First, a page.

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Contrast of Styles in MLS Title Game

Soccer: Kansas City has concentrated on defense, while Chicago has become an attacking team.


A good offense beats a good defense any day of the week. Or is it the other way around?

The answer, at least as far as Major League Soccer is concerned, should come shortly this afternoon when the final whistle is blown at the end of the league's fifth championship game.

The match pits the Chicago Fire, the team with the best offensive record in MLS, against the Kansas City Wizards, who boast the league's best defense.

The final will be played at RFK Stadium in Washington, a neutral site that could result in the crowd being evenly split. By Friday, more than 35,000 tickets had been sold, but the eventual attendance is unlikely to surpass the 57,431 that turned up at RFK to see D.C. United beat the Colorado Rapids, 2-1, in the 1997 championship game.

Two players from that game will be back today: Wizard winger Chris Henderson, a 1990 NCAA champion from UCLA, and Peter Vermes, the league's defender of the year. Both were with Colorado in '97.

Kansas City also features two other award winners in Bob Gansler, who was named MLS coach of the year, and Tony Meola, who completed a hat trick of honors Friday when he was named the league's most valuable player after earlier being chosen goalkeeper of the year and comeback player of the year.

Meola and Vermes, both U.S. national team veterans, anchor a defense that yielded only 29 goals in 32 regular-season games, tying a league record set by the Galaxy in 1999. Meola had a league-record 16 shutouts.

"I think there's no question we've been the best defensive team," Meola said. "We just have to continue to do what we've done all season, and that's defend as a unit and try to put our chances away when we get them."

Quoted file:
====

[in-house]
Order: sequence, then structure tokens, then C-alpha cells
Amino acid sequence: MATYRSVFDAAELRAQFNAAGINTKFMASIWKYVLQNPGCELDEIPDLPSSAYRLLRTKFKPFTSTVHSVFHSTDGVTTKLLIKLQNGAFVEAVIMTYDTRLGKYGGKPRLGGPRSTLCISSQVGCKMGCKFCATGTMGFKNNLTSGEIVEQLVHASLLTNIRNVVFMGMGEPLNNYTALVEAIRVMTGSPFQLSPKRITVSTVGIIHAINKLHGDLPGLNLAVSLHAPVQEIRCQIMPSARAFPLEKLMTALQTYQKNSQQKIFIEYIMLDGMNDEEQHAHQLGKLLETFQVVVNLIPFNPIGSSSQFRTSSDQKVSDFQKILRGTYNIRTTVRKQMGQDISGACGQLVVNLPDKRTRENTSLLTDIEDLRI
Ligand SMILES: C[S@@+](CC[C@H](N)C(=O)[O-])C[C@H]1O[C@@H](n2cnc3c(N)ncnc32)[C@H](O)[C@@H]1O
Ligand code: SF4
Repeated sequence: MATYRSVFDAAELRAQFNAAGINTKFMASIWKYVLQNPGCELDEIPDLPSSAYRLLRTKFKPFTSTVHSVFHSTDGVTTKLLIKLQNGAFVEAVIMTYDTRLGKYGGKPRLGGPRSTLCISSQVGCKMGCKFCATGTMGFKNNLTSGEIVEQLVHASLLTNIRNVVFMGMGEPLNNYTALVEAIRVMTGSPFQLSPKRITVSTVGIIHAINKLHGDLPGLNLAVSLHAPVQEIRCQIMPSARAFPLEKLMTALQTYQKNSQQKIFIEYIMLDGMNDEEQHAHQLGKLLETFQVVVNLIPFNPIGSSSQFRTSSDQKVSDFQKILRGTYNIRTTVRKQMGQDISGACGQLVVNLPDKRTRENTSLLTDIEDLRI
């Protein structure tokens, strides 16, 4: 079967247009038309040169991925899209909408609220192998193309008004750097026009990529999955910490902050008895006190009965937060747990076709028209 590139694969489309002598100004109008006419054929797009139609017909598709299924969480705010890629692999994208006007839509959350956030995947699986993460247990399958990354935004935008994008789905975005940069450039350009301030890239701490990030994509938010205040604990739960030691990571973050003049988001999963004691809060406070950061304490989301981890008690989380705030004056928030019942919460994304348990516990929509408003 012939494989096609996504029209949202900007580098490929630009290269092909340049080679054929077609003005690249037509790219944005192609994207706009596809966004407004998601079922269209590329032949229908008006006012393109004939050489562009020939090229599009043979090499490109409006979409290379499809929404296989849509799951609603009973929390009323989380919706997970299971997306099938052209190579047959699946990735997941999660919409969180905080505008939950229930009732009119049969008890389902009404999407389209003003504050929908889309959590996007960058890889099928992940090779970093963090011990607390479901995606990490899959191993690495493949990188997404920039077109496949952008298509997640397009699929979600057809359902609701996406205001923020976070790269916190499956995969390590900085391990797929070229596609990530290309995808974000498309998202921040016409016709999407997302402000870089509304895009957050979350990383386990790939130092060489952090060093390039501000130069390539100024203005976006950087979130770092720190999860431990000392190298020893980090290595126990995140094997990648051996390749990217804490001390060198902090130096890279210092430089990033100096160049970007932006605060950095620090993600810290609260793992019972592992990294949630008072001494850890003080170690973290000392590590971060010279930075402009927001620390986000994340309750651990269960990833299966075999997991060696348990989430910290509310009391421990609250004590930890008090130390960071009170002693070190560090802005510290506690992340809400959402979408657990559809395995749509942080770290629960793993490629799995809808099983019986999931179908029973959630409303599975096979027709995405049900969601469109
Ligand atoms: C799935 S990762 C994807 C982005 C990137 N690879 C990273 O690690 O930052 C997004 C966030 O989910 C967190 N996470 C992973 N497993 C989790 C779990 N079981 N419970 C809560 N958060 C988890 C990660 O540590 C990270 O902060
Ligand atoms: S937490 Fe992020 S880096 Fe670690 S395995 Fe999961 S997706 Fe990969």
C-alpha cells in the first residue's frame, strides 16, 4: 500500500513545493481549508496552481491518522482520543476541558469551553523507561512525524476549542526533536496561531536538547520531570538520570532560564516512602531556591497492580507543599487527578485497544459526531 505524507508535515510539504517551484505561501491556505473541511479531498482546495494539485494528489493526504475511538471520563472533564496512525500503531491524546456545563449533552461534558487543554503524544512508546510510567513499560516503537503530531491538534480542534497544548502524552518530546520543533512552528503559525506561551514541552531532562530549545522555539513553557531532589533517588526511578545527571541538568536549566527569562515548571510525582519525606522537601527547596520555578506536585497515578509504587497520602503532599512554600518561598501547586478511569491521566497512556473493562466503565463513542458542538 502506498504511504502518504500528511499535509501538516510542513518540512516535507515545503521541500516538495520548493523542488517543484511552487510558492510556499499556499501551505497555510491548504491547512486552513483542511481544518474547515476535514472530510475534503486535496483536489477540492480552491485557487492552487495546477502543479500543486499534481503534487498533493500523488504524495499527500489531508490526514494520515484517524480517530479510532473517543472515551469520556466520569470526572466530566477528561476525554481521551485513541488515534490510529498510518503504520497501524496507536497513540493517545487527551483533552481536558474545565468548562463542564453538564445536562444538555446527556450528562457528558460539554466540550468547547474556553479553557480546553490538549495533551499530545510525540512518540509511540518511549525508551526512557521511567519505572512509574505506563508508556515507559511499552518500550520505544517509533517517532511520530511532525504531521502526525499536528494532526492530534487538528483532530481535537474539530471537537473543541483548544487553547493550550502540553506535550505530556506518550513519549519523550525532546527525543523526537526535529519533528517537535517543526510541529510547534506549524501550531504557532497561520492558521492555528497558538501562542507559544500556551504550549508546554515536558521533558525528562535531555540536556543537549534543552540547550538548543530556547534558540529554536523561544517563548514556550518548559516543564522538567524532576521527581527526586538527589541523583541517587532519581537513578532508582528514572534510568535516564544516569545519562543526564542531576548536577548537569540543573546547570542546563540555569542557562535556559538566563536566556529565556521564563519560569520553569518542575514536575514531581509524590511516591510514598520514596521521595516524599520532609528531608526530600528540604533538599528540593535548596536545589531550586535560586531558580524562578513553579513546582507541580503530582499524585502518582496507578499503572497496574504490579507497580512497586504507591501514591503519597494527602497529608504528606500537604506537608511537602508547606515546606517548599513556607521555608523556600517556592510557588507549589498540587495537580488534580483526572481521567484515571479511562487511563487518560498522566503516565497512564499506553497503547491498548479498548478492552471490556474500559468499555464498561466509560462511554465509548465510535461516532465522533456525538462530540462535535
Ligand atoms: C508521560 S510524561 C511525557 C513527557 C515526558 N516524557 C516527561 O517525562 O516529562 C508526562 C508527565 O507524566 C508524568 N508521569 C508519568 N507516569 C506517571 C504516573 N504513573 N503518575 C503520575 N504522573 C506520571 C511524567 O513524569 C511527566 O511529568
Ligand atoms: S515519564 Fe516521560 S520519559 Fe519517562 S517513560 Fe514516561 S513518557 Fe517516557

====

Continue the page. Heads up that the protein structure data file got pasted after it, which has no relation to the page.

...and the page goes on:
Those chances are likely to fall either to Henderson or to Miklos Molnar, the bald Danish striker who is Kansas City's main scoring threat. The team is unbeaten in 13 games in which Molnar has scored a goal.

It was the Wizards who knocked the Galaxy out of the playoffs in the semifinals, which means Los Angeles-area fans are more likely to support the Fire, whose coach, Bob Bradley, will be looking for a second title to add to the one Chicago won in 1998.

The Fire's starting lineup includes a couple of former UCLA players--Ante Razov, who led the team in scoring with 18 goals, and defender Carlos Bocanegra, who was named MLS rookie of the year.

Two other players with L.A. connections are defensive midfielder Chris Armas and winger DaMarcus Beasley, both formerly with the Galaxy.

Chicago, once considered a defensive team, led MLS with 67 goals in the regular season and was the only team to average more than two goals a game.

"We know that we're playing what we've all felt is the best team in MLS," Meola said. "We feel that we have to slow them down offensively and we've done a good job at that all season [against other teams]. We know that the task in front of us is not easy.

"No question they attack better than any team in the league and we have to be at our best defensively. But if there's any team in this league that I'd want to stand in back of and think that we have to win via defense, I'm playing for that team."

Bulgarian World Cup star Hristo Stoitchkov pulls the strings for the Fire, helped by Polish midfielder Peter Nowak, whose status for the final is questionable because of injury.

The two provide the passes that put forwards Razov, Josh Wolff and Dema Kovalenko in scoring positions. Eighteen goals and six assists in the regular season made Razov the league's third-leading scorer behind Mamadou Diallo and former Galaxy forward Clint Mathis.

Wolff, who starred for the U.S. Olympic team in Sydney, and Beasley have the speed to test Kansas City's defense.

Zach Thornton, Chicago's goalkeeper, said this year's Fire team is a little different from the championship-winning team of '98.

"The team that won two years ago, we defended a little better than we do this year," he said. "This year we score more goals. But we made it here, so we'll see what happens."

The clubs met twice in the regular season, with Kansas City winning, 4-3, on March 25 at Arrowhead Stadium and Chicago winning, 3-2, on June 4 at Soldier Field.

"Both teams just went at each other," Meola said. "Both games were just up and down for 90 minutes. There was nothing sleepy about those two games, for sure."

With luck, today's game will be as eye-opening.

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